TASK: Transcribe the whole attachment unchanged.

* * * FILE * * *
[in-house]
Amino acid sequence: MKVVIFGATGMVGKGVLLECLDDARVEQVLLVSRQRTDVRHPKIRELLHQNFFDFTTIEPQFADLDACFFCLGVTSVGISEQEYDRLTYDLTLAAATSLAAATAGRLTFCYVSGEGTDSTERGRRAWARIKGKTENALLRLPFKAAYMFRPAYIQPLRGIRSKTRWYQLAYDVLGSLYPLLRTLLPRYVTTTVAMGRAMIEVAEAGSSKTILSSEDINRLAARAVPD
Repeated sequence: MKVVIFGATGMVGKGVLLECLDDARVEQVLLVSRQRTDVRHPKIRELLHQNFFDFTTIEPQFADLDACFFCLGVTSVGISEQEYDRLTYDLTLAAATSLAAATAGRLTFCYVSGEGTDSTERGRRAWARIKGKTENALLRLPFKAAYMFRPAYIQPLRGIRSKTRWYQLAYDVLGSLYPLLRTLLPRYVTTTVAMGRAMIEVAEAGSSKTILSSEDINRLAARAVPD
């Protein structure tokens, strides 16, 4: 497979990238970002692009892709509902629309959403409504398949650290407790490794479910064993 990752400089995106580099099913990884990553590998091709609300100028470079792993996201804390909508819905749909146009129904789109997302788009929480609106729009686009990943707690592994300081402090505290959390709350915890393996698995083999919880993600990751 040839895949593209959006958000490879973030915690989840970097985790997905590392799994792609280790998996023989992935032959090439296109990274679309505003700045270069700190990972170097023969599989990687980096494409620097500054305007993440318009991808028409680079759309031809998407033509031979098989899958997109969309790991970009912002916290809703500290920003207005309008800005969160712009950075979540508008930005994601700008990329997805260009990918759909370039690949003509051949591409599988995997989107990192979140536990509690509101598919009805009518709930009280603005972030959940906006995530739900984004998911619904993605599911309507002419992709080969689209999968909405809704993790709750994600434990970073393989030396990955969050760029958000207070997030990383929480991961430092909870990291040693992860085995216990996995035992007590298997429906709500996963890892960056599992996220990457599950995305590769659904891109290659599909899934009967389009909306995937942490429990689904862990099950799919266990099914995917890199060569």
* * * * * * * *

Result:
[in-house]
Amino acid sequence: MKVVIFGATGMVGKGVLLECLDDARVEQVLLVSRQRTDVRHPKIRELLHQNFFDFTTIEPQFADLDACFFCLGVTSVGISEQEYDRLTYDLTLAAATSLAAATAGRLTFCYVSGEGTDSTERGRRAWARIKGKTENALLRLPFKAAYMFRPAYIQPLRGIRSKTRWYQLAYDVLGSLYPLLRTLLPRYVTTTVAMGRAMIEVAEAGSSKTILSSEDINRLAARAVPD
Repeated sequence: MKVVIFGATGMVGKGVLLECLDDARVEQVLLVSRQRTDVRHPKIRELLHQNFFDFTTIEPQFADLDACFFCLGVTSVGISEQEYDRLTYDLTLAAATSLAAATAGRLTFCYVSGEGTDSTERGRRAWARIKGKTENALLRLPFKAAYMFRPAYIQPLRGIRSKTRWYQLAYDVLGSLYPLLRTLLPRYVTTTVAMGRAMIEVAEAGSSKTILSSEDINRLAARAVPD
């Protein structure tokens, strides 16, 4: 497979990238970002692009892709509902629309959403409504398949650290407790490794479910064993 990752400089995106580099099913990884990553590998091709609300100028470079792993996201804390909508819905749909146009129904789109997302788009929480609106729009686009990943707690592994300081402090505290959390709350915890393996698995083999919880993600990751 040839895949593209959006958000490879973030915690989840970097985790997905590392799994792609280790998996023989992935032959090439296109990274679309505003700045270069700190990972170097023969599989990687980096494409620097500054305007993440318009991808028409680079759309031809998407033509031979098989899958997109969309790991970009912002916290809703500290920003207005309008800005969160712009950075979540508008930005994601700008990329997805260009990918759909370039690949003509051949591409599988995997989107990192979140536990509690509101598919009805009518709930009280603005972030959940906006995530739900984004998911619904993605599911309507002419992709080969689209999968909405809704993790709750994600434990970073393989030396990955969050760029958000207070997030990383929480991961430092909870990291040693992860085995216990996995035992007590298997429906709500996963890892960056599992996220990457599950995305590769659904891109290659599909899934009967389009909306995937942490429990689904862990099950799919266990099914995917890199060569």